HIV transmission in the United States: Considerations of viral load, risk behavior, and health disparities

H. Irene Hall, David R. Holtgrave, Tian Tang, Philip Rhodes

Research output: Contribution to journalArticlepeer-review

Abstract

Ongoing HIV transmission is related to prevalence, risk behavior and viral load among persons with HIV. We assessed the contribution of these factors to HIV transmission with transmission rate models and data reported to National HIV Surveillance and published rates of risk behavior. We also estimated numbers of persons with risk behaviors and unsuppressed viral load among sexual risk groups. The transmission rate is higher considering risk behavior (18.5 infections per 100 people with HIV) than that attributed to unsuppressed viral load (4.6). Since persons without risk behavior or suppressed viral load presumably transmit HIV at very low rates, transmission can be attributed to a combination of these factors (28.9). Service needs are greatest for MSM; their number with unsuppressed viral load engaging in unprotected discordant sex was 8 times the number of male heterosexuals and more than twice the number of female heterosexuals with high-risk transmission potential. While all persons with HIV need optimal care, treatment as prevention is most relevant when risk behavior is present among persons with unsuppressed HIV viral load.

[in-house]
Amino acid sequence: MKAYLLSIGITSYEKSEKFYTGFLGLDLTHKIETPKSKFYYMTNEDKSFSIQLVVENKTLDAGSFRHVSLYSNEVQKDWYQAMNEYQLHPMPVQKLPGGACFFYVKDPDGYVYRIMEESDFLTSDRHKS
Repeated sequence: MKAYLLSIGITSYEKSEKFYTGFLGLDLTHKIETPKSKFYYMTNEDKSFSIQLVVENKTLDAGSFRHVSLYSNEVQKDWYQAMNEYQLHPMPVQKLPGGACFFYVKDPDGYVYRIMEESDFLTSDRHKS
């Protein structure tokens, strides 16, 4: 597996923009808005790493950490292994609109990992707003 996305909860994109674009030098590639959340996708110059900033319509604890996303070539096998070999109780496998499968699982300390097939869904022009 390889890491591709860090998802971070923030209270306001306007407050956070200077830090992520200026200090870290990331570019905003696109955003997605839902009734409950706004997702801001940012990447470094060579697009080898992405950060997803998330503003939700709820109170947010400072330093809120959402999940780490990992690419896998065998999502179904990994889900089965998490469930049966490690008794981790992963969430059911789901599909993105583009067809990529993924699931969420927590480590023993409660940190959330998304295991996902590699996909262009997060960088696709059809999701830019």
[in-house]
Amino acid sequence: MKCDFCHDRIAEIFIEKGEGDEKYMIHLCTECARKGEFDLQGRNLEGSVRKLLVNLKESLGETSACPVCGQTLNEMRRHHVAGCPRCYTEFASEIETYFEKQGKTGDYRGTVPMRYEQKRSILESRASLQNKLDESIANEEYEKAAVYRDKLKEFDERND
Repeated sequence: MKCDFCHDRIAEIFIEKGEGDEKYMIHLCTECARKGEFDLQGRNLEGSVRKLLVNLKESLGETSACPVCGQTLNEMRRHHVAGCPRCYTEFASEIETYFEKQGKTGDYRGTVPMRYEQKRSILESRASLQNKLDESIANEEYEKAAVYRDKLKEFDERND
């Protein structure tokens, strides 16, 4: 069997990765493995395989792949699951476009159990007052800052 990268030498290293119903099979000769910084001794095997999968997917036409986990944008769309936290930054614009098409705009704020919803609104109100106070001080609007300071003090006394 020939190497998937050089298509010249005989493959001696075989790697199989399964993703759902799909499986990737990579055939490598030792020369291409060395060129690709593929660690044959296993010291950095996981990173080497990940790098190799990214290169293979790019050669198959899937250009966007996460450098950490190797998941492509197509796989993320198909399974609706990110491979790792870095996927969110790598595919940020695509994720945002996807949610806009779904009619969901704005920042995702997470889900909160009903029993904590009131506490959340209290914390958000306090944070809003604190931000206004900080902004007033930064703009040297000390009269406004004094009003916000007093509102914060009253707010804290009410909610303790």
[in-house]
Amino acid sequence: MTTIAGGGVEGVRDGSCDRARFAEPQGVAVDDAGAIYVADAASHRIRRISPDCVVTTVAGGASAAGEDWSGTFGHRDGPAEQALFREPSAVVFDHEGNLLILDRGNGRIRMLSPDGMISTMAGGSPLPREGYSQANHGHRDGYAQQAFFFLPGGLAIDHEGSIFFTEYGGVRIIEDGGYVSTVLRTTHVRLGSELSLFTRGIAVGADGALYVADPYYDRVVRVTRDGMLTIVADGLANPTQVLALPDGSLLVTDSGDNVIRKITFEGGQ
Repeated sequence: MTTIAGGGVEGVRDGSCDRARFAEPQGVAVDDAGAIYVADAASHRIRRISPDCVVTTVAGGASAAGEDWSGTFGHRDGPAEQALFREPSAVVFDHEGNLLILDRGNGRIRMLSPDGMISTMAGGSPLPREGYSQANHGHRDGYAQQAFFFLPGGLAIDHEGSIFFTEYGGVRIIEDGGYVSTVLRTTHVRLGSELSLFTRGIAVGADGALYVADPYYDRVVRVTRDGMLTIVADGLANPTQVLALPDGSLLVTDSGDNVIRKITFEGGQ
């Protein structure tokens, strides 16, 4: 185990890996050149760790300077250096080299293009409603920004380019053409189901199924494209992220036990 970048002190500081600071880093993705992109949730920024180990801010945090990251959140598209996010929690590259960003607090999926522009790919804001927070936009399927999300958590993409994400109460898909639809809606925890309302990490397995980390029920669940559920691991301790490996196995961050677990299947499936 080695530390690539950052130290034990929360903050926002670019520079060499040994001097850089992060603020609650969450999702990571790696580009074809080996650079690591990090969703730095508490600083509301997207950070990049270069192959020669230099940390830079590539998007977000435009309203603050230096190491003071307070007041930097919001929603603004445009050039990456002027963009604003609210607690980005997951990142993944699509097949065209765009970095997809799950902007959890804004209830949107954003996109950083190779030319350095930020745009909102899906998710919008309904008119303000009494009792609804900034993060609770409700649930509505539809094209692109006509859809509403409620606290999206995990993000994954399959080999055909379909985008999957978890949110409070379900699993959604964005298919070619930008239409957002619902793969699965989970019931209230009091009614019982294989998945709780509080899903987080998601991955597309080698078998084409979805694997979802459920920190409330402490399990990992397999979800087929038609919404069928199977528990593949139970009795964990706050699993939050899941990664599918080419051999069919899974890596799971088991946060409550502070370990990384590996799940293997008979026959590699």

Original languageEnglish (US)
Pages (from-to)1632-1636
Number of pages5
JournalAIDS and behavior
Volume17
Issue number5
DOIs
StatePublished - Jun 2013

Keywords

  • Disparities
  • HIV
  • HIV transmission
  • Men who have sex with men
  • Race/ethnicity

ASJC Scopus subject areas

  • Social Psychology
  • Public Health, Environmental and Occupational Health
  • Infectious Diseases

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